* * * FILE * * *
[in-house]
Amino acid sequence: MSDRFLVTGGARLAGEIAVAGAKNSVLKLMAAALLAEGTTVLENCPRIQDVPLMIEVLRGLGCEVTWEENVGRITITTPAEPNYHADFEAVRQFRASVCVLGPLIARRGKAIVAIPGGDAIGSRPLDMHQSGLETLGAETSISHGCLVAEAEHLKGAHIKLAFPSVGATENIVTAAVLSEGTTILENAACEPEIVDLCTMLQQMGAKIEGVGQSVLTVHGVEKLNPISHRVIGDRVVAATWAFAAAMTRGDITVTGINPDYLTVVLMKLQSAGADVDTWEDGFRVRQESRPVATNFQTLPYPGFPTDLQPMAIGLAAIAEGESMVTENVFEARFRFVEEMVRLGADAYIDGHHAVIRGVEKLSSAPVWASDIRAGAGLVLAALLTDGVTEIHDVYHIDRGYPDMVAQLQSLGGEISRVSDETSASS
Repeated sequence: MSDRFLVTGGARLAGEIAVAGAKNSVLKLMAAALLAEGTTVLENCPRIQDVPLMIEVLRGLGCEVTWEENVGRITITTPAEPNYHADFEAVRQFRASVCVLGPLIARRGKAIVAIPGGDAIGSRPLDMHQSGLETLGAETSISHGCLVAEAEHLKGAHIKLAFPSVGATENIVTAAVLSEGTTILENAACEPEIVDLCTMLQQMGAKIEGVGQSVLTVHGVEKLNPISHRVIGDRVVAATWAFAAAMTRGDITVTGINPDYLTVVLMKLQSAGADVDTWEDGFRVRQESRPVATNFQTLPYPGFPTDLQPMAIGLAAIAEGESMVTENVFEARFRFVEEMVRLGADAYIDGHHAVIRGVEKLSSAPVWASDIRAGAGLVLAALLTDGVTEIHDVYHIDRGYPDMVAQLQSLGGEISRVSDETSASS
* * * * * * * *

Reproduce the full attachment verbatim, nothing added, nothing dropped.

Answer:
[in-house]
Amino acid sequence: MSDRFLVTGGARLAGEIAVAGAKNSVLKLMAAALLAEGTTVLENCPRIQDVPLMIEVLRGLGCEVTWEENVGRITITTPAEPNYHADFEAVRQFRASVCVLGPLIARRGKAIVAIPGGDAIGSRPLDMHQSGLETLGAETSISHGCLVAEAEHLKGAHIKLAFPSVGATENIVTAAVLSEGTTILENAACEPEIVDLCTMLQQMGAKIEGVGQSVLTVHGVEKLNPISHRVIGDRVVAATWAFAAAMTRGDITVTGINPDYLTVVLMKLQSAGADVDTWEDGFRVRQESRPVATNFQTLPYPGFPTDLQPMAIGLAAIAEGESMVTENVFEARFRFVEEMVRLGADAYIDGHHAVIRGVEKLSSAPVWASDIRAGAGLVLAALLTDGVTEIHDVYHIDRGYPDMVAQLQSLGGEISRVSDETSASS
Repeated sequence: MSDRFLVTGGARLAGEIAVAGAKNSVLKLMAAALLAEGTTVLENCPRIQDVPLMIEVLRGLGCEVTWEENVGRITITTPAEPNYHADFEAVRQFRASVCVLGPLIARRGKAIVAIPGGDAIGSRPLDMHQSGLETLGAETSISHGCLVAEAEHLKGAHIKLAFPSVGATENIVTAAVLSEGTTILENAACEPEIVDLCTMLQQMGAKIEGVGQSVLTVHGVEKLNPISHRVIGDRVVAATWAFAAAMTRGDITVTGINPDYLTVVLMKLQSAGADVDTWEDGFRVRQESRPVATNFQTLPYPGFPTDLQPMAIGLAAIAEGESMVTENVFEARFRFVEEMVRLGADAYIDGHHAVIRGVEKLSSAPVWASDIRAGAGLVLAALLTDGVTEIHDVYHIDRGYPDMVAQLQSLGGEISRVSDETSASS